This post is a bit late considering that I wrote about it back in January. I am choosing to look at it as really early for next year :-).
For the New Year, I wrote about the Haitian tradition of eating soup joumou (pronounced joomoo) on January 1st. New Year’s Day happens to also be Haitian Independence Day, thus making the celebration two-fold. Expat Mama had the great suggestion on posting the recipe for those of you who like to try new things.
In my family, as well as all the Haitian families I know, recipes are never written down. Up until a few years ago, I would still call my grandmother every time I was trying a more complicated Haitian dish and she would tell me from memory what to do. The good thing about many of the recipes is there is always room for improvisation. Over time, I have modified my grandmother’s recipes to make them more my own. However, soup joumou is not one of them. The recipe below is a mix of various family recipes that I have gathered which most closely resemble how I prefer to have soup joumou. It should feed four people. Feel free to ask any questions, and I’ll consult my grandmother for the answer.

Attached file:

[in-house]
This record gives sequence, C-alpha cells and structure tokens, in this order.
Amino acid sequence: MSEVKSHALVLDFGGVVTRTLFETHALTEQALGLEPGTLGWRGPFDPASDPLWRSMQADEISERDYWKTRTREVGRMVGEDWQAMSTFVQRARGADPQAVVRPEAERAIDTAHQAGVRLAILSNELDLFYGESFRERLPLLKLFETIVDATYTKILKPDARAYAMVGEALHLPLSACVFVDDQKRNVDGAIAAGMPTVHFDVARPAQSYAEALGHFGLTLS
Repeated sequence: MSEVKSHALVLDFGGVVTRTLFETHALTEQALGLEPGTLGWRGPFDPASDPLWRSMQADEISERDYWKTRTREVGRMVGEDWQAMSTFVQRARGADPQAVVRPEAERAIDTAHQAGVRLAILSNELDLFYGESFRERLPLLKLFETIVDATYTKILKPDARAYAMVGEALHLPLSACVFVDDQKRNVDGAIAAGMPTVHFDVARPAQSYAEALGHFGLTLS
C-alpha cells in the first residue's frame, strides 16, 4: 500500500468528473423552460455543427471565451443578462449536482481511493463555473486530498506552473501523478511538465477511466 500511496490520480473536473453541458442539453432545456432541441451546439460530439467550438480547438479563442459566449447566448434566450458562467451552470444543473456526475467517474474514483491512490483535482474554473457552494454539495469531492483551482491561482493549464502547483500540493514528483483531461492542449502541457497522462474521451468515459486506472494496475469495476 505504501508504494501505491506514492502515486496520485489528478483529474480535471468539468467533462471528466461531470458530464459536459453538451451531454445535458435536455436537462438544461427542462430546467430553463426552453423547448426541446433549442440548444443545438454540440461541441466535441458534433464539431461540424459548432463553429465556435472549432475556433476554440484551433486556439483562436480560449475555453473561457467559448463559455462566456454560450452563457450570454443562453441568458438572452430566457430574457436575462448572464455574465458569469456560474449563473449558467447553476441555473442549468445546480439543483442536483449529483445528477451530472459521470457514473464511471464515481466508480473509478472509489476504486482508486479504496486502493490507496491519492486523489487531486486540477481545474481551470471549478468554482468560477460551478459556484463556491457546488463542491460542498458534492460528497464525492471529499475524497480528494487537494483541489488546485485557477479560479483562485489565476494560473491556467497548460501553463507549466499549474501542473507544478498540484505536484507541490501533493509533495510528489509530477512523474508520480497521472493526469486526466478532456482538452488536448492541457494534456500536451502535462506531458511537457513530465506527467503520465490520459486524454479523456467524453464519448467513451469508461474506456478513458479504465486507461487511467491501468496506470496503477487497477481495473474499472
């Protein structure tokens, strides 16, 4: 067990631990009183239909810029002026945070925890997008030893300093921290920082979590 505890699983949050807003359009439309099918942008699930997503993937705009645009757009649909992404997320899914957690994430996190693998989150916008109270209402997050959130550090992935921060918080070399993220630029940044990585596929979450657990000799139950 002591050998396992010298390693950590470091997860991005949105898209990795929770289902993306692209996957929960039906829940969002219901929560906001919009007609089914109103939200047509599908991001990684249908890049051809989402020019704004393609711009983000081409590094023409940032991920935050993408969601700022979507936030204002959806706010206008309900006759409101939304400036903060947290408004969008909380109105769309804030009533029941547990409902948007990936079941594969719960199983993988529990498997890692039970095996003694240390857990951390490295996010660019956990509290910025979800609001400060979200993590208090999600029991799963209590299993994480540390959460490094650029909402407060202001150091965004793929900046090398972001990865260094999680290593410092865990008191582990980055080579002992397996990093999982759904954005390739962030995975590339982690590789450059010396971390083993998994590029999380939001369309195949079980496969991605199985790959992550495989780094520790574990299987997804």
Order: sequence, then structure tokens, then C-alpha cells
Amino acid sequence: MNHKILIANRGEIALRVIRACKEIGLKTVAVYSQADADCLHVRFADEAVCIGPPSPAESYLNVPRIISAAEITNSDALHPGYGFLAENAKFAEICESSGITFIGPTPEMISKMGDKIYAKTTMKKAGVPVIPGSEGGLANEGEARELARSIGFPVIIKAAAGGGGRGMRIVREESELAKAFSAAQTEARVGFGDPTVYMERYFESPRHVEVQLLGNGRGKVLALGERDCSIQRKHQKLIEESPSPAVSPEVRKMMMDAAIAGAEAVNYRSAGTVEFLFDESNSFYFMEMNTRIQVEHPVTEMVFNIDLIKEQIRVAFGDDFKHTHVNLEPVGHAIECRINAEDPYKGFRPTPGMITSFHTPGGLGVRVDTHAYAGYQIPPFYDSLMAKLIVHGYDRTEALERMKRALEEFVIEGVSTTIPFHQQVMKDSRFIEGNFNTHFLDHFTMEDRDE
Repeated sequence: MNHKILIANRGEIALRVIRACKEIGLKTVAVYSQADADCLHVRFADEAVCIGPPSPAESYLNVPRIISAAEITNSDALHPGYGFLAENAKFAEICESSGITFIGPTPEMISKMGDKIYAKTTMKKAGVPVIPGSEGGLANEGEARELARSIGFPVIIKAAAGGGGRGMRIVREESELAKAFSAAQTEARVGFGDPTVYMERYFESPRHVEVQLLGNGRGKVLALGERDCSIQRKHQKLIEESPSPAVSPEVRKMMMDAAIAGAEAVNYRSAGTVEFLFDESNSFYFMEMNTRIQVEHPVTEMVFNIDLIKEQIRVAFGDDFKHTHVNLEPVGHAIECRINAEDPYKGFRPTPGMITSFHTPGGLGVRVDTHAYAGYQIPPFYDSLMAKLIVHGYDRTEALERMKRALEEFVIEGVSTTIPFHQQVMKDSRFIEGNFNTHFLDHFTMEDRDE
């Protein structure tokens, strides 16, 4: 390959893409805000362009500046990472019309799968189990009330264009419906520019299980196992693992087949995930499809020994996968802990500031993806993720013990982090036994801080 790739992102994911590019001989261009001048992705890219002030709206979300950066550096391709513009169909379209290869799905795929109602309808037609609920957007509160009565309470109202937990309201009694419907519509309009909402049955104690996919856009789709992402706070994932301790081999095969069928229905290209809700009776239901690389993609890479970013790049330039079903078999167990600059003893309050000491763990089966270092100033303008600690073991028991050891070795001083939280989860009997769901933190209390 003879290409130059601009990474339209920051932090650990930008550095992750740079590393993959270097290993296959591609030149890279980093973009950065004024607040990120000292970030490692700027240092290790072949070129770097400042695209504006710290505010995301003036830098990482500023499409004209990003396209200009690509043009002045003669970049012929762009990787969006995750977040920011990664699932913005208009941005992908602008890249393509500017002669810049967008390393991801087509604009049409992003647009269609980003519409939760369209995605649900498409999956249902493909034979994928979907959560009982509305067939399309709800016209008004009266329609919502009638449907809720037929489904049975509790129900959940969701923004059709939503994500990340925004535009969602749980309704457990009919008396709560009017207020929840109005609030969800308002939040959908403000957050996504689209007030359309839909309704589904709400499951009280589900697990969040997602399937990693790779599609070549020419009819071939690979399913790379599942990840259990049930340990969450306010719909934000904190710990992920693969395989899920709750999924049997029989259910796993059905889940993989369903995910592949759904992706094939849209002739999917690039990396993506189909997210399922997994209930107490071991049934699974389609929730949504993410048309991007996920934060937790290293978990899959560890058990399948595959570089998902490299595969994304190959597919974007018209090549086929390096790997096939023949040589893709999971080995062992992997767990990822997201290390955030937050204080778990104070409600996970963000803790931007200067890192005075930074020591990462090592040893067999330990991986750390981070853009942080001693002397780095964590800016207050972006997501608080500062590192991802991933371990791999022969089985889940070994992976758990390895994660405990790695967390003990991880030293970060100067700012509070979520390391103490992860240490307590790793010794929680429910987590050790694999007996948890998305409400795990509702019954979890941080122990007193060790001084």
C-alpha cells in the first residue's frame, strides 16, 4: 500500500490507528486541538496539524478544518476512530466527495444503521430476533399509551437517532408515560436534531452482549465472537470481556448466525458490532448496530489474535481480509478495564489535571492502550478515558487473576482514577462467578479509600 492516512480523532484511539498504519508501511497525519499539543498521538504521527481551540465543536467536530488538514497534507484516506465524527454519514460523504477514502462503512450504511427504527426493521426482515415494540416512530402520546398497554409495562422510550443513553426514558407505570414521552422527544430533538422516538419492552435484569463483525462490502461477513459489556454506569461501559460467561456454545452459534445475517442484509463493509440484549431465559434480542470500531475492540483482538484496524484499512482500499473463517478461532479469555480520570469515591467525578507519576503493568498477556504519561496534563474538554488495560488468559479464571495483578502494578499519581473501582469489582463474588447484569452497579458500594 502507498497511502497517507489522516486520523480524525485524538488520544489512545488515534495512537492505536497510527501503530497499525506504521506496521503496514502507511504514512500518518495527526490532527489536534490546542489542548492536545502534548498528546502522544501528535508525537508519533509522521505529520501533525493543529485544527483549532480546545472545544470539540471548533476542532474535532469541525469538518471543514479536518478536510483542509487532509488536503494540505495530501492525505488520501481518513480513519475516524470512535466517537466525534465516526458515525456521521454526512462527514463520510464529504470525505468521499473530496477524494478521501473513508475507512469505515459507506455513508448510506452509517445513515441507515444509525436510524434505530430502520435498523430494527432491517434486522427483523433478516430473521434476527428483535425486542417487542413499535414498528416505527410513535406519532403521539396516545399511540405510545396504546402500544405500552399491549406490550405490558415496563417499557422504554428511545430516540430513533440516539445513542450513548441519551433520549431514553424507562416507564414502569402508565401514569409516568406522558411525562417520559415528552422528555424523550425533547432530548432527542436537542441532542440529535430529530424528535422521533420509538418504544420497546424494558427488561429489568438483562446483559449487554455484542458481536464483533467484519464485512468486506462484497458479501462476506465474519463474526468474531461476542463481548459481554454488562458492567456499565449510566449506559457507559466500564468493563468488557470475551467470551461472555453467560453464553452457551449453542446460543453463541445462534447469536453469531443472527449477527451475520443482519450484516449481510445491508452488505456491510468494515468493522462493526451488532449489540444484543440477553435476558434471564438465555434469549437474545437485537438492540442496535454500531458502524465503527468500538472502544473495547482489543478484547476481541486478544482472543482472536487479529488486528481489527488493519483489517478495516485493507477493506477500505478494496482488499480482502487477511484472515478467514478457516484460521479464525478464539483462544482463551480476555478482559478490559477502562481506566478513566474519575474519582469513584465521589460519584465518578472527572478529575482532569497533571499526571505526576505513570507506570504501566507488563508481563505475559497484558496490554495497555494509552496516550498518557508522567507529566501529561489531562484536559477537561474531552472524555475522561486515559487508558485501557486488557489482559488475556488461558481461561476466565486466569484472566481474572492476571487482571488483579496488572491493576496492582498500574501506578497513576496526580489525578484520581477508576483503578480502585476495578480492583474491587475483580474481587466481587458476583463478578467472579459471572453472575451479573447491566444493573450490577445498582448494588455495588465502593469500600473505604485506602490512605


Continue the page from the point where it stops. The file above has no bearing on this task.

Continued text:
1 lb. cubed beef stew meat
2 boxes of frozen squash or one whole fresh one
3 large carrots
6 medium potatoes
¼ lb spaghetti or noodles
2 limes cut in half
2 tsp. thyme
2 tsp parsley, 3 minced garlic cloves
½ cup scallions
salt, black pepper, and hot pepper to taste
1. Soak the meat in hot water and lemon and set aside in a bowl
2. Add seasoning (salt, black pepper, hot pepper, garlic, parsley) and let marinate for 2 hrs – this can be done the night before, as well
3. Boil meat in stockpot with 3 quarts of water until tender (about 1 ½- 2 hrs)
4. Add more water if necessary and remaining ingredients (malanga, potatoes, carrots, onions, scallions, thyme, squash) except noodles
5. Cook for 20 minutes and add noodles. Let simmer for 30 minutes to an hour.
And voila! The finished product should look something like the picture above.
Note: My mother has let this cook all night and it turned out fine. Traditionally, the spaghetti is not intended to be al dente, but you can cook it to your liking.
Photo courtesy of Whole Foods
Subscribe in a reader
Subscribe to Balanced Melting Pot by Email
Balanced Melting Pot on Facebook